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Pacific Endangered Species: Black-footed Albatross

Animal

The black-footed albatross is a member of the short-tailed albatross that inhabits the North Pacific region. As the name suggests, the biggest feature is that the legs are black. Its wings are long and thin compared to its body, and even in stormy weather, the wings can be slightly folded to fly smartly and powerfully. The black-footed albatross is designated as a near-threatened species despite its large range. It is heavily influenced by humans.

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habitat

The black-footed albatross lives in the Pacific region.

Characteristics

The black-footed albatross is 70cm long and weighs 2-4kg. This bird is a bird classified in the albatross genus of the petrel family albatross family. The whole body is dark brown, and the forehead and under the eyes are white. The base of the beak and the lower part of the eye are covered with white feathers, and the color of the wings is dark brown. The black-footed albatross is widespread in the North Pacific, and can be seen in the Bering Sea and Alaska in the summer, and in the Hawaiian Islands and the Marshall Islands in the winter. The black-footed albatross makes a loud call, which makes it easy to locate. The black-footed albatross is a long-flying bird that can fly for up to 40 hours.

ecology

The black-footed albatross feeds on fish, crustaceans and mollusks. The black-footed albatross travels extensively over the ocean to find food. The mode of reproduction is oviparous. They form colonies during breeding season. During the breeding season, males and females perform a courtship dance and bond. The female builds a dish-shaped nest made of dried grass on the ground, and can lay one egg at a time from around November to February. During the incubation period, males and females alternate to warm the eggs. A chick takes 8 to 10 years to reach maturity. The black-footed albatross has a lifespan of nearly 30 years, with some individuals living over 40 years.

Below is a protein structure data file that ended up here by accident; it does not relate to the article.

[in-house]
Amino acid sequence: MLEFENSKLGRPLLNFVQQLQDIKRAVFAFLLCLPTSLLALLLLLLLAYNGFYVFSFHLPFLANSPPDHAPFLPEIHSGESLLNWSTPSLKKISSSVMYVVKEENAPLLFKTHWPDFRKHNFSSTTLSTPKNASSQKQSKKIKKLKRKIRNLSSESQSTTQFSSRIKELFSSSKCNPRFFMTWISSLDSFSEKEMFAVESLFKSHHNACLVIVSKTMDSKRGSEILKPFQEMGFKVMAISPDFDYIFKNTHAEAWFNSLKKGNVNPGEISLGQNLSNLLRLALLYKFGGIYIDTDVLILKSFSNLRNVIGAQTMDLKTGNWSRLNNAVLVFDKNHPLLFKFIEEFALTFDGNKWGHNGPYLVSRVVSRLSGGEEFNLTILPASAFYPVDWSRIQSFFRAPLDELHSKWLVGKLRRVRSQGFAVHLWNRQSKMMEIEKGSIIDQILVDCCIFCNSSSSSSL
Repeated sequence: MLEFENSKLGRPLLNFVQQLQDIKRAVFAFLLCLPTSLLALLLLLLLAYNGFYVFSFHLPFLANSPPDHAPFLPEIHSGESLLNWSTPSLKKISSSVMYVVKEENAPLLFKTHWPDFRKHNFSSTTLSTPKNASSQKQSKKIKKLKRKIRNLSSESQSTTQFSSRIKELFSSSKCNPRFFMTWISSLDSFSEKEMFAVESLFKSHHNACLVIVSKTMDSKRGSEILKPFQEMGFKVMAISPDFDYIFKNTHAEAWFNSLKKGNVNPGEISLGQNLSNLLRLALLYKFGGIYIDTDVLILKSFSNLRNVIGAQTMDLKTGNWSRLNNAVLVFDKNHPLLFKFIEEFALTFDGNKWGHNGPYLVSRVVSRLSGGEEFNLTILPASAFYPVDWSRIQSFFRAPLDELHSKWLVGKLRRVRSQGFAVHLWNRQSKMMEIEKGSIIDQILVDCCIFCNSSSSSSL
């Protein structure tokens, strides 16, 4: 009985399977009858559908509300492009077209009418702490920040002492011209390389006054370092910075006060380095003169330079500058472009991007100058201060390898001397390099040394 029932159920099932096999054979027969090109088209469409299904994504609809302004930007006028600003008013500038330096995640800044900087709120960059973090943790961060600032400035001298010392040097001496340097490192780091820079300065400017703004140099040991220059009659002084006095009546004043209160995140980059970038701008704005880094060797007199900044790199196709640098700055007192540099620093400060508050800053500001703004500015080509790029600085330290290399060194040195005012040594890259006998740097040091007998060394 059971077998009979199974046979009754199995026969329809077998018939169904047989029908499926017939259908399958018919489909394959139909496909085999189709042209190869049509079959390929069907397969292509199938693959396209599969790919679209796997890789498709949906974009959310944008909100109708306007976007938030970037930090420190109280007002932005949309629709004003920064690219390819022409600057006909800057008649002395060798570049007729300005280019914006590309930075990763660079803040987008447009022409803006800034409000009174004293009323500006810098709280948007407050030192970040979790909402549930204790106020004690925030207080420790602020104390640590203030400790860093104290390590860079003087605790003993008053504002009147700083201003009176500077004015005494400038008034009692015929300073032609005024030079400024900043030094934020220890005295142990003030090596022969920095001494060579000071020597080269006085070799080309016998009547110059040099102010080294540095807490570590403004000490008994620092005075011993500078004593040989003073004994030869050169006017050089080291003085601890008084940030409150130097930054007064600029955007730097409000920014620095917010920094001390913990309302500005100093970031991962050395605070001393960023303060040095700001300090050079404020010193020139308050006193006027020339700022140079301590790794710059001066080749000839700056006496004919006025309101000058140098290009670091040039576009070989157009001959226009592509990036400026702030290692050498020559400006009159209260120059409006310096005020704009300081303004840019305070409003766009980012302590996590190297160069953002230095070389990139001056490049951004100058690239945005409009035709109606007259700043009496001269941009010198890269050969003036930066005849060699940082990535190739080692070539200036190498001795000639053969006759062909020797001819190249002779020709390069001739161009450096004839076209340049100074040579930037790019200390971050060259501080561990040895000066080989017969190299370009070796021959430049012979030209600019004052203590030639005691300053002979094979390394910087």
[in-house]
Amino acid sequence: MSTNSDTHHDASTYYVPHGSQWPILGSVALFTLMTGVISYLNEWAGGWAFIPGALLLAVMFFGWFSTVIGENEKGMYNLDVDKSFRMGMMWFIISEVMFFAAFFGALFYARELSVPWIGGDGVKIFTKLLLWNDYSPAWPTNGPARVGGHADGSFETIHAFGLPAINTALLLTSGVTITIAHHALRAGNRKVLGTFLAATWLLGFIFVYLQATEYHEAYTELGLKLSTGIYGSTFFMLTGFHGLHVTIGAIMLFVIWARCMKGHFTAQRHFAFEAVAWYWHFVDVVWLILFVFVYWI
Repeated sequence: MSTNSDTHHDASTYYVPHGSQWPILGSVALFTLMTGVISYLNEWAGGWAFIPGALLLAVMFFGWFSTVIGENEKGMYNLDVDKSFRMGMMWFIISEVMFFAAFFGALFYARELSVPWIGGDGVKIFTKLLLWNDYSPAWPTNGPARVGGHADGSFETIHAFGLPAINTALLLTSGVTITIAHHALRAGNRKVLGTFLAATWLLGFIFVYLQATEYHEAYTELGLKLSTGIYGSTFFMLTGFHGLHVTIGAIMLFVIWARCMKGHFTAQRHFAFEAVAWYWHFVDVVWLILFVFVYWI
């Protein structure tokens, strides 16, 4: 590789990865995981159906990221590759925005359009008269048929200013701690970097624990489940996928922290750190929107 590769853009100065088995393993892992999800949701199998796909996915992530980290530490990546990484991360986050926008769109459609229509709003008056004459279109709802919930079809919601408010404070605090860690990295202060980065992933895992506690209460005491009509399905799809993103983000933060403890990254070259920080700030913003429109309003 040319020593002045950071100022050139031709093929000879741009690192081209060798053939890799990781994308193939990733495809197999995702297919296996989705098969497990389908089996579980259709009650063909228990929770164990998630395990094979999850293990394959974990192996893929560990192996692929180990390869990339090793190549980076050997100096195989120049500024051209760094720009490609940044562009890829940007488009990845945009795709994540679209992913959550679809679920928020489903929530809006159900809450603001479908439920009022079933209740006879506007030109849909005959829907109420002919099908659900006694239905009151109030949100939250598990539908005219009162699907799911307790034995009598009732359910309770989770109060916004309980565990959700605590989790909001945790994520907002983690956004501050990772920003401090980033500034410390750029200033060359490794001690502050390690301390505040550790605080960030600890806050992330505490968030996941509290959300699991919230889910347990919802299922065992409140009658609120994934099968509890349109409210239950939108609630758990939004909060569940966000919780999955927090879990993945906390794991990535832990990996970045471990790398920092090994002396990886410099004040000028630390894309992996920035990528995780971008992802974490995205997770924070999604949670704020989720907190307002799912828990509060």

endangered species

The black-footed albatross is designated as a near-threatened species despite its wide range of habitat. This includes the harvesting of feathers by humans. Furthermore, due to marine pollution, many Short-tailed Albatrosses die because they eat plastic and other substances that cannot be digested. Conservation efforts are also underway. All nesting sites in the United States are protected, and buffer zones have been established around the islands. Longline fishing is prohibited within the buffer zone. Seabird bycatch control measures are taken in US fisheries.

Breeding

The black-footed albatross is designated as a near-threatened species. Therefore, it is relatively difficult to keep them because some countries, such as the United States, have designated them as protected animals. Go to the Pacific region or see it at the zoo.

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